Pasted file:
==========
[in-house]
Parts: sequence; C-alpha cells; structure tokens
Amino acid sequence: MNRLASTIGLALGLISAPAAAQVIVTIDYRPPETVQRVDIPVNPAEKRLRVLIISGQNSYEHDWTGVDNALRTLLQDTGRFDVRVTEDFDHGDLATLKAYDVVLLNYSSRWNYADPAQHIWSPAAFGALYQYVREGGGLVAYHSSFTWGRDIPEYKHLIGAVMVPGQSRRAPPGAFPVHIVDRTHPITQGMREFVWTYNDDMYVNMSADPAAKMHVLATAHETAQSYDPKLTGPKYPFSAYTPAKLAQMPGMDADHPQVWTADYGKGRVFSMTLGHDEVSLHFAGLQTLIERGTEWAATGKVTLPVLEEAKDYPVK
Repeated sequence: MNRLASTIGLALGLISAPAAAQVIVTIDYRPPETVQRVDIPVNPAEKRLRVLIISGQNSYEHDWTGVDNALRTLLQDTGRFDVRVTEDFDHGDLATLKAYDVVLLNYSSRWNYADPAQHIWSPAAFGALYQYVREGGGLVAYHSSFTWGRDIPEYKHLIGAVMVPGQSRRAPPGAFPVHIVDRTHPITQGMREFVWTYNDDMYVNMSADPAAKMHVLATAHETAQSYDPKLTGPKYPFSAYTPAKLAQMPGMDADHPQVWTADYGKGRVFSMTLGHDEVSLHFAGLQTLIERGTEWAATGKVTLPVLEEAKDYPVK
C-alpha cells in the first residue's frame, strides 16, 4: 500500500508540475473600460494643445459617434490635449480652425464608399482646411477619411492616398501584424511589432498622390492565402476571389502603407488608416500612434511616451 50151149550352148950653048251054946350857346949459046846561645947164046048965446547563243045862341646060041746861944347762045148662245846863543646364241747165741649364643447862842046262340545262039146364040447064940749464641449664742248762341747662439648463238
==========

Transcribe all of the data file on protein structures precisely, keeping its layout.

[in-house]
Parts: sequence; C-alpha cells; structure tokens
Amino acid sequence: MNRLASTIGLALGLISAPAAAQVIVTIDYRPPETVQRVDIPVNPAEKRLRVLIISGQNSYEHDWTGVDNALRTLLQDTGRFDVRVTEDFDHGDLATLKAYDVVLLNYSSRWNYADPAQHIWSPAAFGALYQYVREGGGLVAYHSSFTWGRDIPEYKHLIGAVMVPGQSRRAPPGAFPVHIVDRTHPITQGMREFVWTYNDDMYVNMSADPAAKMHVLATAHETAQSYDPKLTGPKYPFSAYTPAKLAQMPGMDADHPQVWTADYGKGRVFSMTLGHDEVSLHFAGLQTLIERGTEWAATGKVTLPVLEEAKDYPVK
Repeated sequence: MNRLASTIGLALGLISAPAAAQVIVTIDYRPPETVQRVDIPVNPAEKRLRVLIISGQNSYEHDWTGVDNALRTLLQDTGRFDVRVTEDFDHGDLATLKAYDVVLLNYSSRWNYADPAQHIWSPAAFGALYQYVREGGGLVAYHSSFTWGRDIPEYKHLIGAVMVPGQSRRAPPGAFPVHIVDRTHPITQGMREFVWTYNDDMYVNMSADPAAKMHVLATAHETAQSYDPKLTGPKYPFSAYTPAKLAQMPGMDADHPQVWTADYGKGRVFSMTLGHDEVSLHFAGLQTLIERGTEWAATGKVTLPVLEEAKDYPVK
C-alpha cells in the first residue's frame, strides 16, 4: 500500500508540475473600460494643445459617434490635449480652425464608399482646411477619411492616398501584424511589432498622390492565402476571389502603407488608416500612434511616451 50151149550352148950653048251054946350857346949459046846561645947164046048965446547563243045862341646060041746861944347762045148662245846863543646364241747165741649364643447862842046262340545262039146364040447064940749464641449664742248762341747662439648463238